Ghana has announced its first outbreak of Marburg virus disease, after a World Health Organisation Collaborating Centre laboratory confirmed earlier results.
The Institut Pasteur in Dakar, Senegal received samples from each of the two patients from the southern Ashanti region of Ghana – both deceased and unrelated – who showed symptoms including diarrhoea, fever, nausea and vomiting.
The laboratory corroborated the Noguchi Memorial Institute for Medical Research results, which suggested their illness was due to the Marburg virus.
One case was a 26-year-old male who checked into a hospital on 26 June 2022 and died on 27 June. The second case was a 51 -year-old male who reported to the hospital on 28 June and died on the same day. Both cases sought treatment at the same hospital within days of each other.
The PUNCH had on July 8 reported two suspected cases of the virus in Ghana.
Marburg is a highly infectious viral haemorrhagic fever in the same family as the more well-known Ebola virus disease. It is only the second time the zoonotic disease has been detected in West Africa. Guinea confirmed a single case in an outbreak that was declared over on 16 September 2021, five weeks after the initial case was detected.
The PUNCH reports that previous outbreaks and sporadic cases of Marburg in Africa have been reported in Angola, the Democratic Republic of the Congo, Kenya, South Africa and Uganda.
Meanwhile, the WHO has reached out to neighbouring high-risk countries and they are on alert.
In a press statement made available to The PUNCH, the WHO Regional Director for Africa, Dr. Matshidiso Moeti, said, “Health authorities have responded swiftly, getting a head start preparing for a possible outbreak. This is good because without immediate and decisive action, Marburg can easily get out of hand. WHO is on the ground supporting health authorities and now that the outbreak is declared, we are marshalling more resources for the response.”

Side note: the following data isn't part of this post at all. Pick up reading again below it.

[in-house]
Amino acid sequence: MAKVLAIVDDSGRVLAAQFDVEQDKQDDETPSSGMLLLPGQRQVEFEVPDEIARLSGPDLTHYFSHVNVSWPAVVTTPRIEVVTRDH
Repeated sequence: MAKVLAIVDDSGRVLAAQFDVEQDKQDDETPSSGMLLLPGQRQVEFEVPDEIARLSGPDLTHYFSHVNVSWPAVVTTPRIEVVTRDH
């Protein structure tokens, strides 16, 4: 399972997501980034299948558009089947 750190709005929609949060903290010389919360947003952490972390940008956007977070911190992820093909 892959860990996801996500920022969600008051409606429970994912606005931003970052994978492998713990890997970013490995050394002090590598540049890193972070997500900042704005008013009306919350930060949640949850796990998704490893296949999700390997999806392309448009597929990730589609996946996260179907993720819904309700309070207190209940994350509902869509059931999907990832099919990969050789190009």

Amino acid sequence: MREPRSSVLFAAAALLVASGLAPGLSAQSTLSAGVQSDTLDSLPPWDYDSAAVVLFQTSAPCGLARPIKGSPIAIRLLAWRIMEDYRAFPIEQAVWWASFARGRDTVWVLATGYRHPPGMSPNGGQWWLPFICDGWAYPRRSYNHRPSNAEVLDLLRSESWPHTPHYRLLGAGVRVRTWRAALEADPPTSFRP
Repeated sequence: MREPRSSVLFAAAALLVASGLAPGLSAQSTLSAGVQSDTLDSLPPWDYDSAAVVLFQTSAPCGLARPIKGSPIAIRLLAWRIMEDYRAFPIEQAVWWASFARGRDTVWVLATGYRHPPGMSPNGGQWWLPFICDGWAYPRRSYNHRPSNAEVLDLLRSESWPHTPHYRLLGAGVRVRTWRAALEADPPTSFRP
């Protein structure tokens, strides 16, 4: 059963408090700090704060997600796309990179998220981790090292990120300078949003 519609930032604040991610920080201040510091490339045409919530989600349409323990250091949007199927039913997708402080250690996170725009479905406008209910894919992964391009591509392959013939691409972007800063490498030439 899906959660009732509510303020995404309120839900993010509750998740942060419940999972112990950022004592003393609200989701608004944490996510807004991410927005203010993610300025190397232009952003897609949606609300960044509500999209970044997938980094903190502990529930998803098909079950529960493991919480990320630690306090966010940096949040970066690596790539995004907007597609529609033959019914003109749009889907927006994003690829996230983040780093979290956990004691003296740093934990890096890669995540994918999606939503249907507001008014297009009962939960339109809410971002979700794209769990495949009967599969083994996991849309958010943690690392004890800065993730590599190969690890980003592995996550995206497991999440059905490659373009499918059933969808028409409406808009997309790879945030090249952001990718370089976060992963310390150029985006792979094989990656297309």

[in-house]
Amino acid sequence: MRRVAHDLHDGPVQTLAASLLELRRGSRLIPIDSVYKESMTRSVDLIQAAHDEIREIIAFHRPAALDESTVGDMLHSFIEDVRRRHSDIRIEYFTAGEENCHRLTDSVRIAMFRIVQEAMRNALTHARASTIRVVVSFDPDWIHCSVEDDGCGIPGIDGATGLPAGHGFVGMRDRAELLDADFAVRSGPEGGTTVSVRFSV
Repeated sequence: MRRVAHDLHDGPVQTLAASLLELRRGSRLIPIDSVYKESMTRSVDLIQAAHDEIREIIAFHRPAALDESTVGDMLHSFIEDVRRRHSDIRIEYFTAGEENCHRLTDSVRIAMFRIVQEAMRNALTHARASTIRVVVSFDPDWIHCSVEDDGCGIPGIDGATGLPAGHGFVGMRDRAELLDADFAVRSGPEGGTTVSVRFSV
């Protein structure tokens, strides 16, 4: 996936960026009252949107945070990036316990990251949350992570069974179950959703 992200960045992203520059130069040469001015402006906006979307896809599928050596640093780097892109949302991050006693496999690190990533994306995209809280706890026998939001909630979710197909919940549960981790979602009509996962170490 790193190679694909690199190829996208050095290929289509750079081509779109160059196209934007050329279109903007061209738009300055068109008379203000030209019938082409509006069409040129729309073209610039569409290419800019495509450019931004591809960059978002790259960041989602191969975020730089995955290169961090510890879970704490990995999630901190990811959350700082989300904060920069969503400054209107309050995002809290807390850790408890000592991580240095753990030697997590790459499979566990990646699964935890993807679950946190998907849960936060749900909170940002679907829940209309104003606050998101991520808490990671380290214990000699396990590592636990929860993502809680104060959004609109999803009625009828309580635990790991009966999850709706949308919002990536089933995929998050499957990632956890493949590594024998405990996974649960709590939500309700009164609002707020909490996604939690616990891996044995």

The UN body said more than 90 contacts, including health workers and community members, have been identified and are being monitored.
Marburg is transmitted to people from fruit bats and spreads among humans through direct contact with the bodily fluids of infected people, surfaces and materials. Illness begins abruptly, with a high fever, severe headache, and malaise.
WHO noted, “Many patients develop severe haemorrhagic signs within seven days. Case fatality rates have varied from 24 percent to 88 percent in past outbreaks depending on virus strain and the quality of case management. Although there are no vaccines or antiviral treatments approved to treat the virus, supportive care – rehydration with oral or intravenous fluids – and treatment of specific symptoms, improve survival.
“A range of potential treatments, including blood products, immune therapies, and drug therapies, as well as candidate vaccines with phase 1 data are being evaluated.”